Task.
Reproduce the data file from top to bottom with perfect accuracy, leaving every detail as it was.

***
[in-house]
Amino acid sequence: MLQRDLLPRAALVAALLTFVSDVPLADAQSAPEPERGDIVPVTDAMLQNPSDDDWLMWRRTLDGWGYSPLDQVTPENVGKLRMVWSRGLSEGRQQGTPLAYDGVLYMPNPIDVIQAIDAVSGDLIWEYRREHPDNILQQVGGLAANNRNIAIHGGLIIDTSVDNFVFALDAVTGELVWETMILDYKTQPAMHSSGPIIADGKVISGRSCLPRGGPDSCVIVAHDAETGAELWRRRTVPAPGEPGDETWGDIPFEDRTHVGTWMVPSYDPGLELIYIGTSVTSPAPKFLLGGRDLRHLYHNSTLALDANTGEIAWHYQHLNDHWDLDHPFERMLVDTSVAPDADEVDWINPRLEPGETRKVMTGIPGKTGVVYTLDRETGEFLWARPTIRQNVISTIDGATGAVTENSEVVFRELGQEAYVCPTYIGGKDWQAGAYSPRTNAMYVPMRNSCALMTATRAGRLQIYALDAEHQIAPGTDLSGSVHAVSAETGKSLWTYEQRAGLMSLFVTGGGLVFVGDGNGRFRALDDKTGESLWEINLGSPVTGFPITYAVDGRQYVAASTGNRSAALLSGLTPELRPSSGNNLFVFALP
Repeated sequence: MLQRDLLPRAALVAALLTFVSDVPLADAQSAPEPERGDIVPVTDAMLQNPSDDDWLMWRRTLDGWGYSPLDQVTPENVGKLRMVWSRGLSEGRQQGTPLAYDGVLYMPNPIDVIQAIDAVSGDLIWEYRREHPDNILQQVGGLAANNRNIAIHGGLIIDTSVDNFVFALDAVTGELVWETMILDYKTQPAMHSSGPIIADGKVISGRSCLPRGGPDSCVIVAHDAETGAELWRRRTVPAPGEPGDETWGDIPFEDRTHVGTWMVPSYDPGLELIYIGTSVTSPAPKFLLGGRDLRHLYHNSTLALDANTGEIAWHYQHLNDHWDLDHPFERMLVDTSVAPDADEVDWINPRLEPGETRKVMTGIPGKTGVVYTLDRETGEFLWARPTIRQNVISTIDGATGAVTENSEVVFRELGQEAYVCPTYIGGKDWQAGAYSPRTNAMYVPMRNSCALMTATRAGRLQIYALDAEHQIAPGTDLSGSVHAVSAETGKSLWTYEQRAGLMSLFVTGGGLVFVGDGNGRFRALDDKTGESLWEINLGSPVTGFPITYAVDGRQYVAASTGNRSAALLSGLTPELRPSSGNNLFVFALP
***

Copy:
[in-house]
Amino acid sequence: MLQRDLLPRAALVAALLTFVSDVPLADAQSAPEPERGDIVPVTDAMLQNPSDDDWLMWRRTLDGWGYSPLDQVTPENVGKLRMVWSRGLSEGRQQGTPLAYDGVLYMPNPIDVIQAIDAVSGDLIWEYRREHPDNILQQVGGLAANNRNIAIHGGLIIDTSVDNFVFALDAVTGELVWETMILDYKTQPAMHSSGPIIADGKVISGRSCLPRGGPDSCVIVAHDAETGAELWRRRTVPAPGEPGDETWGDIPFEDRTHVGTWMVPSYDPGLELIYIGTSVTSPAPKFLLGGRDLRHLYHNSTLALDANTGEIAWHYQHLNDHWDLDHPFERMLVDTSVAPDADEVDWINPRLEPGETRKVMTGIPGKTGVVYTLDRETGEFLWARPTIRQNVISTIDGATGAVTENSEVVFRELGQEAYVCPTYIGGKDWQAGAYSPRTNAMYVPMRNSCALMTATRAGRLQIYALDAEHQIAPGTDLSGSVHAVSAETGKSLWTYEQRAGLMSLFVTGGGLVFVGDGNGRFRALDDKTGESLWEINLGSPVTGFPITYAVDGRQYVAASTGNRSAALLSGLTPELRPSSGNNLFVFALP
Repeated sequence: MLQRDLLPRAALVAALLTFVSDVPLADAQSAPEPERGDIVPVTDAMLQNPSDDDWLMWRRTLDGWGYSPLDQVTPENVGKLRMVWSRGLSEGRQQGTPLAYDGVLYMPNPIDVIQAIDAVSGDLIWEYRREHPDNILQQVGGLAANNRNIAIHGGLIIDTSVDNFVFALDAVTGELVWETMILDYKTQPAMHSSGPIIADGKVISGRSCLPRGGPDSCVIVAHDAETGAELWRRRTVPAPGEPGDETWGDIPFEDRTHVGTWMVPSYDPGLELIYIGTSVTSPAPKFLLGGRDLRHLYHNSTLALDANTGEIAWHYQHLNDHWDLDHPFERMLVDTSVAPDADEVDWINPRLEPGETRKVMTGIPGKTGVVYTLDRETGEFLWARPTIRQNVISTIDGATGAVTENSEVVFRELGQEAYVCPTYIGGKDWQAGAYSPRTNAMYVPMRNSCALMTATRAGRLQIYALDAEHQIAPGTDLSGSVHAVSAETGKSLWTYEQRAGLMSLFVTGGGLVFVGDGNGRFRALDDKTGESLWEINLGSPVTGFPITYAVDGRQYVAASTGNRSAALLSGLTPELRPSSGNNLFVFALP